Controversy stirs over Charlotte elementary school Halloween policy


CHARLOTTE, Mich. (WLNS) – Parents and school officials went head to head this week over an elementary school’s decision to cancel all Halloween activities.

In an email sent to parents on Monday, the principal of Galewood Elementary School in Charlotte said the school is changing the way it celebrates Halloween and many parents were not happy.

The email listed the changes out, saying no classroom parties will be held, no parades will take place, and costumes are not to be worn by any student or staff member, among other things.

The principal said this was for “the need to protect educational time,” but many parents in the city think he went too far.

“How can I tell my 8-year-old son who goes to a different school, he goes to Parkview, how can I tell him that he gets to be Batman at school, and my little girl who just wants to be a butterfly, can’t be a butterfly at hers?,” said parent Colleen Armitage.

It’s a conflict many parents in Charlotte faced this week, after Galewood Elementary School officials decided many Halloween activities will be canceled.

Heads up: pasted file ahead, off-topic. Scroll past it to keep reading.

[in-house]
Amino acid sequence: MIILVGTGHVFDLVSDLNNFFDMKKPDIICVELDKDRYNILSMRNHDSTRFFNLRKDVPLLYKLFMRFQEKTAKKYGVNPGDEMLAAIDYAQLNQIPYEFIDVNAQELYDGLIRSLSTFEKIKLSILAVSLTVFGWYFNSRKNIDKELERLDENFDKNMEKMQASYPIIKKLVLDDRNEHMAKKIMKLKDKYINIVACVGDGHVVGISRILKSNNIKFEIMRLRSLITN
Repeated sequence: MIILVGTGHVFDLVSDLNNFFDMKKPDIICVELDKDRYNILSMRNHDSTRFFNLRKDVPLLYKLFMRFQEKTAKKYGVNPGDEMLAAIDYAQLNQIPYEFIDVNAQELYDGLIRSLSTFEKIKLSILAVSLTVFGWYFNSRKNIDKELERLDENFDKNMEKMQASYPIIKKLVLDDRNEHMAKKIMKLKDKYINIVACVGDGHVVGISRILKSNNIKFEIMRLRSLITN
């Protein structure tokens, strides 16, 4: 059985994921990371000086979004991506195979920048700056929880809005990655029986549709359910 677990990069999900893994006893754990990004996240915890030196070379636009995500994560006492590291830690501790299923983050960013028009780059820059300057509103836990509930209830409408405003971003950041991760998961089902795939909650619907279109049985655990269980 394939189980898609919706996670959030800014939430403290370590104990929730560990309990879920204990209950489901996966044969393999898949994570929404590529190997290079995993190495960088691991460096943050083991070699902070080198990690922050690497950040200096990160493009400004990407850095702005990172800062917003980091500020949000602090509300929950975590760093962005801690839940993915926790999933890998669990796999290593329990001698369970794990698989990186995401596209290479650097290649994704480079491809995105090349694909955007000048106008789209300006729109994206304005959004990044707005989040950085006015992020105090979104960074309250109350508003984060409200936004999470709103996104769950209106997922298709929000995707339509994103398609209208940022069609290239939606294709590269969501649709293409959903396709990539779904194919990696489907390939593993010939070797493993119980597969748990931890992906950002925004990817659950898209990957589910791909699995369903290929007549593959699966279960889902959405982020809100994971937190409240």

“It hurts as a parent to have to send one child to school in a costume and the other doesn’t get to do anything,” said Armitage.

“It’s disgusting because these kids come every year looking forward to this,” said former Galewood employee Catherine Cummins.

Many parents were worried these rules were put in to place because certain students couldn’t afford costumes, but instead of sitting back, parents in Charlotte are stepping up by donating costumes, to make sure every kid has a happy Halloween.

Armitage owns Red Rosie Bakery. She’s opening up her doors to help.

“This is about the kids in our community that just want to be kids,” said Armitage.

“There’s a lot of us that can afford to spend 10, 15 bucks,” said Tammy Bush, the building owner at Red Rosie Bakery.

They say it’s not to bring attention to themselves, but to genuinely give back to the community.

“I have this opportunity to help somebody who might be in the same situation that I was years ago,” said Armitage. “It’s a holiday, let’s make it a holiday, let’s make it fun, let them be kids, and let the parents feel no shame about it.”

As for where the school stands, 6 News just learned that they’ve decided to reverse their decision and continue celebrating Halloween this year.

In a letter to parents sent out today, they say they’ll be holding the parade in the morning and students are once again allowed to wear costumes.

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